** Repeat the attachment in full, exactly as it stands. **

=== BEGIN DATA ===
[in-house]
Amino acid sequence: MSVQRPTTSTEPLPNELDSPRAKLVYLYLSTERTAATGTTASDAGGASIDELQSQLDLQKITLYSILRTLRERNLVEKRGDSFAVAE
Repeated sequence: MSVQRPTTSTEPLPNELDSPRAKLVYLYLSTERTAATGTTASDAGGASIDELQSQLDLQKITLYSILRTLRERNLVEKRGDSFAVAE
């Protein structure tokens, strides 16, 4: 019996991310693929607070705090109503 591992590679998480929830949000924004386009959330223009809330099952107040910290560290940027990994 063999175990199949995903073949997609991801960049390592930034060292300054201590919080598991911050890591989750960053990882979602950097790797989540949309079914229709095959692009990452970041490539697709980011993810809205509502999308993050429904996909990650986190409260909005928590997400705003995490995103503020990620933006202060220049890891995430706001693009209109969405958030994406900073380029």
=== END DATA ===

[in-house]
Amino acid sequence: MSVQRPTTSTEPLPNELDSPRAKLVYLYLSTERTAATGTTASDAGGASIDELQSQLDLQKITLYSILRTLRERNLVEKRGDSFAVAE
Repeated sequence: MSVQRPTTSTEPLPNELDSPRAKLVYLYLSTERTAATGTTASDAGGASIDELQSQLDLQKITLYSILRTLRERNLVEKRGDSFAVAE
């Protein structure tokens, strides 16, 4: 019996991310693929607070705090109503 591992590679998480929830949000924004386009959330223009809330099952107040910290560290940027990994 063999175990199949995903073949997609991801960049390592930034060292300054201590919080598991911050890591989750960053990882979602950097790797989540949309079914229709095959692009990452970041490539697709980011993810809205509502999308993050429904996909990650986190409260909005928590997400705003995490995103503020990620933006202060220049890891995430706001693009209109969405958030994406900073380029």